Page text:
World Bank: Crisis Hits Developing Nations Harder

  • Share
  • Read Later

Poverty in China

Economists and public officials need to be optimistic about the economy. It they are too dour, they just encourage the public to think that they should be replaced. Economists, after all, might be considered a luxury in a down economy. Politicians who predict only hopelessness may be seen as ineffective stewards of their country's finances.

So far, the great majority of analysts and world leaders have said that, while some nations will experience economic contractions this year, the world as a whole will continue to have aggregate GDP improvement. The usual argument is that the strength of large, emerging nations like China and India will offset trouble in the U.S., E.U., U.K., and Japan. (See pictures of the Top 10 scared traders.)

The World Bank is having none of it. According to The New York Times, "In a bleaker assessment than those of most private forecasters, the World Bank predicted that the global economy would shrink in 2009 for the first time since World War II."

In the report, called "Crisis Reveals Growing Finance Gaps for Developing Countries", the organization makes three critically important points. The first is that as developed nations like the U.S. go into the debt markets to finance deficits, they crowd out smaller nations which have much worse debt ratings, effectively denying them access to the capital markets. The next problem is that poor nations will need to depend more on richer ones for items that are essential such as food and medical supplies. The last point is that global industrial production could be down as much as 15% by the middle of this year, compared with 2008, making the strength of the Chinese and Indian economies less dependable.

Taken together, the problems are a Rubik's Cube without an apparent solution. Developed countries with falling GDP and shrinking industrial production may not have the financial resources to right their own economies, and may choose not to afford to help nations which have the unimaginable issues of feeding and housing their impoverished citizens. (Watch a TIME video with the creator of the Rubik's Cube.)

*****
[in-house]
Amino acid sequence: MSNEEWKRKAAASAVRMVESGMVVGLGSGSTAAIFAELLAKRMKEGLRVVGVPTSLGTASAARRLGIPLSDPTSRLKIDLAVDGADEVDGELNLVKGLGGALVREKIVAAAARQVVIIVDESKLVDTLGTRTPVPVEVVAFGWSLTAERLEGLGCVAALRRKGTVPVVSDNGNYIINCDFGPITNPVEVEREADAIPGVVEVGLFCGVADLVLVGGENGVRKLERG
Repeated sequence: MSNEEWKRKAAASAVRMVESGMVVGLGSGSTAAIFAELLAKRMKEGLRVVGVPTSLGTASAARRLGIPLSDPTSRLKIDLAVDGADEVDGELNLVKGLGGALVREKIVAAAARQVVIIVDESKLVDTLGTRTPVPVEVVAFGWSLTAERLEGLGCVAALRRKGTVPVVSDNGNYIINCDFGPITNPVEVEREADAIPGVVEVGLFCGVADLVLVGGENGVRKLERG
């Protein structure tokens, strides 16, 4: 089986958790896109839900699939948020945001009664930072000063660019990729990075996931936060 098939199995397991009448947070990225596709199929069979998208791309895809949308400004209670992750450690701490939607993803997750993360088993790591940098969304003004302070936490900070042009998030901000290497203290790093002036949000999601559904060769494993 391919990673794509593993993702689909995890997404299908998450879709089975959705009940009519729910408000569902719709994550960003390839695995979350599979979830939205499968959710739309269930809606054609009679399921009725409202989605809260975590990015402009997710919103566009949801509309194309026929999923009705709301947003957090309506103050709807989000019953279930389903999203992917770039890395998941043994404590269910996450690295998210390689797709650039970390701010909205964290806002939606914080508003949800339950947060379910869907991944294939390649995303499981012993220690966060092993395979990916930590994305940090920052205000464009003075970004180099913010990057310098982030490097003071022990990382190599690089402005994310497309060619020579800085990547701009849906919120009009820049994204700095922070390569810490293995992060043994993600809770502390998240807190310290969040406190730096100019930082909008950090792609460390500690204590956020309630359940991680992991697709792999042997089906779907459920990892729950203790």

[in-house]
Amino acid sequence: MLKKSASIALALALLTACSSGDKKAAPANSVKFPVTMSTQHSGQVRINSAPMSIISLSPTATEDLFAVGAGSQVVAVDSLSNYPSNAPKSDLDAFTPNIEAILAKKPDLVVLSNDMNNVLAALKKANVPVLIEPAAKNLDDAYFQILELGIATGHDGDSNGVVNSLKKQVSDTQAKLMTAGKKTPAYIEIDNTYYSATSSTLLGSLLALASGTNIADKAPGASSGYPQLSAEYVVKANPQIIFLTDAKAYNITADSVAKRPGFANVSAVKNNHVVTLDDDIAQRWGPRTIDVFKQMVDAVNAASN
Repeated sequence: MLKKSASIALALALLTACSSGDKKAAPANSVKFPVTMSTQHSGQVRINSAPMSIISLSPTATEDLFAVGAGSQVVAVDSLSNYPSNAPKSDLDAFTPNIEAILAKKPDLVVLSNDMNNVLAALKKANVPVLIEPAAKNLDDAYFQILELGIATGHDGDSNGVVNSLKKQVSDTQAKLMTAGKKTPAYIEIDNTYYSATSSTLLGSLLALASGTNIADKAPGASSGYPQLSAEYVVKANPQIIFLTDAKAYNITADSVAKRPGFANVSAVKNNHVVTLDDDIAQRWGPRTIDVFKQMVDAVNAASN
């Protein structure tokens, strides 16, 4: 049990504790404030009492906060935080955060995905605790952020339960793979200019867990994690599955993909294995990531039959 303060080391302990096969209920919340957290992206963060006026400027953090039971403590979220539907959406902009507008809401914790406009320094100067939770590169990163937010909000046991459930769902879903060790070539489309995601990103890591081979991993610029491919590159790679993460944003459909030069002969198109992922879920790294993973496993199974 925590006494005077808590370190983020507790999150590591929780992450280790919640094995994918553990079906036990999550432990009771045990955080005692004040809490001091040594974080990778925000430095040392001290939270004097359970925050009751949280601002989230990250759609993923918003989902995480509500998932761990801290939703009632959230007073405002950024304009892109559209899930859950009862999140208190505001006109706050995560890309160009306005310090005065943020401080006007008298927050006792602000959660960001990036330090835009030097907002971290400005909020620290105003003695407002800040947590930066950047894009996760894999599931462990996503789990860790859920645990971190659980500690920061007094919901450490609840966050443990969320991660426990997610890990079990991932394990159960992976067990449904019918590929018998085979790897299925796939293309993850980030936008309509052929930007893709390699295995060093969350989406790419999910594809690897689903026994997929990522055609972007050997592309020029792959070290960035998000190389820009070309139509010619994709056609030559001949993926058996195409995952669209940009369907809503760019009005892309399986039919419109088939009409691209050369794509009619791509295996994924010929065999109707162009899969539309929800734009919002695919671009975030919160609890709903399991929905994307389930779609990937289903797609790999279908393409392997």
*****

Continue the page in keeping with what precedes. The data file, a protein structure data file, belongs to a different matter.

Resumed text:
The only immediate solution to this crisis would appear to be a form of global socialism where some portion of the money available though the debt markets to countries like the U.S. and Japan would be funneled to nations like Cambodia and Ukraine. But, recessions have tended to move nations toward Darwinism and away from generosity to those outside their own borders.

The World Bank message is simple but is likely to fall on deaf ears. The natural urge to protect one's own country is likely to trump the act of giving, and getting around that is nearly impossible.

The fact that poor countries can and will be crushed under the wheel of the global recession makes one point extremely clear. There is no league of nations, nor has there ever been one, perhaps because the interests of the largest powers are too widely separated. Since there is no forum to address the issues that could undermine the future health of all countries, the current lack of cooperation becomes a form of fatalism.

The most convenient way for the developed nations to look at the global economic problem is that there is nothing that can be done to prevent some poor nations from disappearing. Other third world nations will return to financial and business infrastructures prevalent decades ago.

It is almost certain that some of the weakest nations in the world will be destroyed by the current economic calamity. It is astonishing that no one in the developed countries has had the courage to speak this truth. That would at least give those countries, likely not to survive, the knowledge that no help is coming. At least, then, they could desperately try find an alternative to outside aid.

Douglas A. McIntyre

See the 25 people to blame for the financial crisis.

For constant business updates, go to 24/